Friday, September 12, 2014

TOP STORY >> Duty to intervene: Psychological first aid and active listening

By Maj. Ebon Alley
19th Medical Group

September is World Suicide Prevention Month. Suicide remains an international public health concern as the second leading cause of death in the 15-29 years age group. 

Combating suicide is a community responsibility and the Air Force has made significant strides to provide education on risk factors and crisis intervention skills. 

The Air Force emphasizes the importance of our “Duty to Intervene;” this has most frequently come in the form of the A.C.E acronym, or Ask, Care, Escort. 

Identifying and providing treatment to those in crisis is a great start; however, it is important that we strive to go further, and learn how to intervene before a crisis occurs.

During this suicide prevention month, I challenge the Team Little Rock community to learn new methods of providing emotional support for one another.

When you get a cut on your finger you typically get a band aid and provide basic “first aid”. The same can be done for emotional wounds. It’s called Psychological First Aid.

PFA was initially designed as a strategy to provide support and enhance resilience for disaster survivors. The primary objectives are to provide a safe & calm environment, to enable the person to convey their needs, and to provide practical assistance when possible. 

Many PFA skills are relatable to aspects of our everyday lives. A core strategy is the ability to actively listen. Active listening is a technique utilized in counseling that enhances communication and understanding between two parties. 

You don’t have to be a psychologist, commander, First Sergeant or supervisor to actively listen; only a good wingman. 
 You can actively listen with four simple steps:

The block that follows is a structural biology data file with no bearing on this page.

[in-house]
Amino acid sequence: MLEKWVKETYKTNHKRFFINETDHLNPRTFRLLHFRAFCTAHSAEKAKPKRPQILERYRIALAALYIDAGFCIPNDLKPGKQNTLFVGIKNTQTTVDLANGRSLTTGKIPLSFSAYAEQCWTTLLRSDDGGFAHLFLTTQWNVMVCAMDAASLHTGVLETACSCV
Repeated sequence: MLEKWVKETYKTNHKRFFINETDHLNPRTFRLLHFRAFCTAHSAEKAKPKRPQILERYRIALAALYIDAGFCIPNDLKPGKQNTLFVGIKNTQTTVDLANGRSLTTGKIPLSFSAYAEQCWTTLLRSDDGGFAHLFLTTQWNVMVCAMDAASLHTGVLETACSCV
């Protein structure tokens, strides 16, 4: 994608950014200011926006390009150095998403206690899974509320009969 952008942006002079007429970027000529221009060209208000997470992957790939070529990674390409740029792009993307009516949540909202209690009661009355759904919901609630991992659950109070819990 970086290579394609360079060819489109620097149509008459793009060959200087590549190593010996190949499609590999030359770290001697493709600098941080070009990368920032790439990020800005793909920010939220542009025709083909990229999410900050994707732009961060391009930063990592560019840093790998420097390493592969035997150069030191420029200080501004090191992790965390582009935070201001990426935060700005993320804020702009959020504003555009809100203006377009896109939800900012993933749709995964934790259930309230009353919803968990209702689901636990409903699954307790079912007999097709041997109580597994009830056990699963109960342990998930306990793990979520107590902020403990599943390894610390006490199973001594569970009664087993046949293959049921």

1) Prepare your mindset and environment; turn off distractions (“I’m ready to listen and my sole focus is the person in front of me”).

 2) Ask an open-ended question, or one that is not easily answered by a one-word answer (e.g. “What would you do with a million dollars?”).

 3) Convey your understanding with a simple gesture (e.g. head nod or “mmhmm”).

4) You can also provide a reflection, which is a brief statement repeating or summarizing exactly what has been said to you. For example, Them:  “If I had a million dollars I’d buy a boat.” You:  “You’d buy a boat.”  This simple action tends to prompt the discussion forward. 

By following these simple steps, you convey interest and respect while simultaneously promoting an environment conducive for problem resolution. 

In summary, the TLR community has a duty to intervene when others are in need. By performing simple strategies of PFA, such as active listening, we can provide critical support to those in our lives before their concerns become overwhelming. 

Whether you are in the role of a supervisor, parent, partner, or friend, active listening is the foundation for fostering relationships and providing effective emotional support. Together we can work together to build rock-solid lives. 

For additional training, sign up for Leadership Pathways classes here: or contact the mental health clinic at (501) 987-7338. 

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